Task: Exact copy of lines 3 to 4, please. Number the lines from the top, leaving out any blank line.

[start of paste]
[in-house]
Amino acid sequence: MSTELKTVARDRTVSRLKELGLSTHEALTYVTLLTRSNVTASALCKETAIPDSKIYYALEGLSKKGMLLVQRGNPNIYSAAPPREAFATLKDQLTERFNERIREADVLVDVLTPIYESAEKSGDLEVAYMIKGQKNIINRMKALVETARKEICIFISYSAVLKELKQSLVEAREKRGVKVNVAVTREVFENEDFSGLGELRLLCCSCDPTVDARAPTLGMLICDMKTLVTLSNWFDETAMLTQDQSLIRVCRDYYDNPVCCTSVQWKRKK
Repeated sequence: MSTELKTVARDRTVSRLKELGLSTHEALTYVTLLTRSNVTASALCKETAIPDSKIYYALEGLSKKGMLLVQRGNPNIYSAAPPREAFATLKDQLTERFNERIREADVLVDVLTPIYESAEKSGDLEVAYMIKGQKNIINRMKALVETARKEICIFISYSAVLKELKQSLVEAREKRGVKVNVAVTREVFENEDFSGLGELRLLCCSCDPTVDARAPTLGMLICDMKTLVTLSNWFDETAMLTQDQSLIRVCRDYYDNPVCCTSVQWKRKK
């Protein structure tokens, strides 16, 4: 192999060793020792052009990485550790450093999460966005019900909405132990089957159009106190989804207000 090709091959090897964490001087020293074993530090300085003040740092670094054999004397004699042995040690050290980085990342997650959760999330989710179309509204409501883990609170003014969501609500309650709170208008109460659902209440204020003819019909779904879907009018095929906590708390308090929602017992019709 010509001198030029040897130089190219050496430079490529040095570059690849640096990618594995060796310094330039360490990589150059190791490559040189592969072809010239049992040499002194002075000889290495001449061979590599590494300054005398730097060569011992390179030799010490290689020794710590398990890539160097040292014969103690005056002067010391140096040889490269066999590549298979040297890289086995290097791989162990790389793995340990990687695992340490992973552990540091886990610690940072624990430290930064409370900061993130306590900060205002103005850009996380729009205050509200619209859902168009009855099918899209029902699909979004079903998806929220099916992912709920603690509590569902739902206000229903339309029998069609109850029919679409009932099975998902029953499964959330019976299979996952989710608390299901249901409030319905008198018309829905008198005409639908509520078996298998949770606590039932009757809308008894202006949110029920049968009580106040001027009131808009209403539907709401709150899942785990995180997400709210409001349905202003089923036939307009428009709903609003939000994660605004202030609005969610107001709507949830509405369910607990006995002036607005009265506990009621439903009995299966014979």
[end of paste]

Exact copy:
Repeated sequence: MSTELKTVARDRTVSRLKELGLSTHEALTYVTLLTRSNVTASALCKETAIPDSKIYYALEGLSKKGMLLVQRGNPNIYSAAPPREAFATLKDQLTERFNERIREADVLVDVLTPIYESAEKSGDLEVAYMIKGQKNIINRMKALVETARKEICIFISYSAVLKELKQSLVEAREKRGVKVNVAVTREVFENEDFSGLGELRLLCCSCDPTVDARAPTLGMLICDMKTLVTLSNWFDETAMLTQDQSLIRVCRDYYDNPVCCTSVQWKRKK
């Protein structure tokens, strides 16, 4: 192999060793020792052009990485550790450093999460966005019900909405132990089957159009106190989804207000 090709091959090897964490001087020293074993530090300085003040740092670094054999004397004699042995040690050290980085990342997650959760999330989710179309509204409501883990609170003014969501609500309650709170208008109460659902209440204020003819019909779904879907009018095929906590708390308090929602017992019709 010509001198030029040897130089190219050496430079490529040095570059690849640096990618594995060796310094330039360490990589150059190791490559040189592969072809010239049992040499002194002075000889290495001449061979590599590494300054005398730097060569011992390179030799010490290689020794710590398990890539160097040292014969103690005056002067010391140096040889490269066999590549298979040297890289086995290097791989162990790389793995340990990687695992340490992973552990540091886990610690940072624990430290930064409370900061993130306590900060205002103005850009996380729009205050509200619209859902168009009855099918899209029902699909979004079903998806929220099916992912709920603690509590569902739902206000229903339309029998069609109850029919679409009932099975998902029953499964959330019976299979996952989710608390299901249901409030319905008198018309829905008198005409639908509520078996298998949770606590039932009757809308008894202006949110029920049968009580106040001027009131808009209403539907709401709150899942785990995180997400709210409001349905202003089923036939307009428009709903609003939000994660605004202030609005969610107001709507949830509405369910607990006995002036607005009265506990009621439903009995299966014979």